A Guide to Childproofing Your Electrical Outlets

A Guide to Childproofing Your Electrical Outlets

At this point in the summer, some parents are still excitedly planning beach trips, waterpark excursions, and other fun kids’ activities, while others are eagerly counting down the days until school starts again. No matter which camp you fall into, we can all agree on the importance of electrical safety in the home. If you’ve got a houseful of small children this summer, you’ll want to make sure your home is as safe as possible. A good place to start? With your electrical outlets!

Curiouser and Curiouser

Children are naturally curious, and unfortunately, that curiosity often leads them to some of the most dangerous items in the room. Outlets are in every room of your home and are often located close to the ground, right around eye level for a small child. Those tiny holes are way too tempting, so keep them off limits!

Resistance Training

First, check to see if your home is equipped with Tamper Resistant Receptacles. Chances are, if your home was built in 2008 or later, you’ve already got this safety measure in place. (The National Electrical Code began mandating TRRs around this time after studies showed that most electrical accidents involving children happened in the presence of adults.)

Spring-loaded shutters on TRRs prevent children from inserting coins, keys, and other objects into them. They’re easy enough for adults to manage, though — simultaneous pressure on both springs will open the outlet. Even if your house was built after the mandate, double check your outlets to make sure TRRs were installed. You’ll recognize them by the plastic shutter plate and the “TR” or “Tamper Resistant” inscription on the outlet.

The Perfect Cover-Up

If you don’t have TRRs, outlet covers, easily purchased online or at your local hardware store, are another great option. These plastic pieces easily insert into outlets that aren’t in use. There’s a wide range of options here — some are very easy to remove (perhaps too easy for especially motivated and dexterous children), while some involve a much more complicated locking mechanism or even require a plastic key to remove. Ideally, you’ll find one that keeps your children out, while allowing you easy access when you need it. And remember to always replace outlet covers once that outlet becomes empty again and to store them in a safe place — while they do a great job of protecting your child from electrical shock, they can be choking hazards.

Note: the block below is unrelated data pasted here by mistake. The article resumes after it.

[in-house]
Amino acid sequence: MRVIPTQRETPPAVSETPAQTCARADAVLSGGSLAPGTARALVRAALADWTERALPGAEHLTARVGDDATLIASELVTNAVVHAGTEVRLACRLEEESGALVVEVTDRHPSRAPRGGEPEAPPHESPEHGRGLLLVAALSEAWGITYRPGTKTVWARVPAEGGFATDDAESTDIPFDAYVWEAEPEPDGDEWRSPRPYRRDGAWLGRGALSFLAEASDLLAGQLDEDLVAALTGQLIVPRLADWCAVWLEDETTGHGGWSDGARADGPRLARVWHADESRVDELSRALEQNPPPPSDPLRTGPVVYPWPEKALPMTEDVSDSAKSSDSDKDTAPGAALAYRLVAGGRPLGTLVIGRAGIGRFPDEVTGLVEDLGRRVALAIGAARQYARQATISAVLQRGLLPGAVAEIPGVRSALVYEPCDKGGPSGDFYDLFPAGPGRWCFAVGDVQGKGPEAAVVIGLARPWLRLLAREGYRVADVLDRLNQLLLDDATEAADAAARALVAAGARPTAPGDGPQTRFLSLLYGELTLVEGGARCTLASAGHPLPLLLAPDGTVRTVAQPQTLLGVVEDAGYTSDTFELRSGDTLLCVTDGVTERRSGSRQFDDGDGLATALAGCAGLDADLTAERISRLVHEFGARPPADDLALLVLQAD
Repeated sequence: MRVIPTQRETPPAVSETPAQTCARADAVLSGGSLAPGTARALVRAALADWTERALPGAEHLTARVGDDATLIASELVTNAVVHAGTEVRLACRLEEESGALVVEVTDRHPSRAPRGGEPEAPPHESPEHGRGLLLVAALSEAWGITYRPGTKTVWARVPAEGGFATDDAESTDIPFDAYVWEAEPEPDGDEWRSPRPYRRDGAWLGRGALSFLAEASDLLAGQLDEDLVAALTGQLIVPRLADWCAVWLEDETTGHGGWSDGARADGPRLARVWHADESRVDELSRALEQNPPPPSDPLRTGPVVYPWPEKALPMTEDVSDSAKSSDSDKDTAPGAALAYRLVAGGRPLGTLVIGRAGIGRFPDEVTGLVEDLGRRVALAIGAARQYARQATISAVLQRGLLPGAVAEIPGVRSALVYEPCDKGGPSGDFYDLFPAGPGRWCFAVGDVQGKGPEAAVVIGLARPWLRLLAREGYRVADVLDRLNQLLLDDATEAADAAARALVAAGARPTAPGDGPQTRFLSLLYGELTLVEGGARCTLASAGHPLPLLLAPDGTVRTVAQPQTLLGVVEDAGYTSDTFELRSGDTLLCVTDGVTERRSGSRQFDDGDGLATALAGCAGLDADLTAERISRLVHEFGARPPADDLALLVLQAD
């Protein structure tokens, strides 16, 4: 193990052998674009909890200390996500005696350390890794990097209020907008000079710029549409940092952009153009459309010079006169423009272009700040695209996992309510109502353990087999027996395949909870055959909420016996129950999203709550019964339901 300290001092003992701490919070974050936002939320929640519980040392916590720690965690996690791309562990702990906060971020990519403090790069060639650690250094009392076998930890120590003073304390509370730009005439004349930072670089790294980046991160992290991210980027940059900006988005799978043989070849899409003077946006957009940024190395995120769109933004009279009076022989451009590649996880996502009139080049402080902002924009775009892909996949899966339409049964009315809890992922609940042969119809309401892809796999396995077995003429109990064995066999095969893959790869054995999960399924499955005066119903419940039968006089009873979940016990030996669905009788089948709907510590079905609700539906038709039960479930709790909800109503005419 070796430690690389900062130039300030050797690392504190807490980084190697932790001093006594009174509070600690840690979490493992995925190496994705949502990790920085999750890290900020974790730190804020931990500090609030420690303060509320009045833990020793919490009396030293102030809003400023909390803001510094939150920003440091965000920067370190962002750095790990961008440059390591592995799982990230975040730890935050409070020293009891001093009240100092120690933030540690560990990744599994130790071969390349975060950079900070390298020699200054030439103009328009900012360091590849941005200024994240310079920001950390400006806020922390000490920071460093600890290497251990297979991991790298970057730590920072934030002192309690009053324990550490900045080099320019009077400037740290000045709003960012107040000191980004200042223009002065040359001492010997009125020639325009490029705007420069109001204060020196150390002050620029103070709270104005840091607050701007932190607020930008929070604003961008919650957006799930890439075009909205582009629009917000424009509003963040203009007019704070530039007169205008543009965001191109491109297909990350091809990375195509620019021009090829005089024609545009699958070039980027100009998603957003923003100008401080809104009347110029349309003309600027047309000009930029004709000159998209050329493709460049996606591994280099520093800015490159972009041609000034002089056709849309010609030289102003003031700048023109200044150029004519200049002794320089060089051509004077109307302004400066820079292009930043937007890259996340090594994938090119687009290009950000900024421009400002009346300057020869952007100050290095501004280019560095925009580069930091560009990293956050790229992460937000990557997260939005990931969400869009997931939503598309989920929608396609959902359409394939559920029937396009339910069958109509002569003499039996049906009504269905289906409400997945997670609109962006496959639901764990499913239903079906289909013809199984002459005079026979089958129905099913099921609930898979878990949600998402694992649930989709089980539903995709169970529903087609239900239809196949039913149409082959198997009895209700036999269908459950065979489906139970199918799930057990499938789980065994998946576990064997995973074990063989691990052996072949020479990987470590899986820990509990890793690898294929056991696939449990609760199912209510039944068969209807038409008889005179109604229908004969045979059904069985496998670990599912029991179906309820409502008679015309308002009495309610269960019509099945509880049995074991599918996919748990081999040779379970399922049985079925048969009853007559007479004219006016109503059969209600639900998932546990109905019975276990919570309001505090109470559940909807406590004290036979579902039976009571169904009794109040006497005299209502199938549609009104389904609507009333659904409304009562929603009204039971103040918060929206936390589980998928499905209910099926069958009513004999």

Slide Into Home Plate

For a step up from outlet covers in both price and security, opt for sliding plate covers. They take a little bit more in the way of installation, but it’s still a very easy process. Plate covers render outlets out of sight, out of mind — the spring-loaded cover slides over the outlet when not in use and can be pulled back when you need the outlet. Unlike outlet covers, there are no small parts to keep track of and no way to forget to replace the cover when you unplug something — the cover slides immediately back into place. Most users report that their children completely lost interest in the outlet once they could no longer see it.

If your home’s design allows it, you can also help children resist the temptation outlets (and electrical cords) provide by placing furniture in front of outlets. Help promote safety in your home by covering outlets. And for a full electrical inspection that will check for other potential safety hazards, contact your residential electrician.

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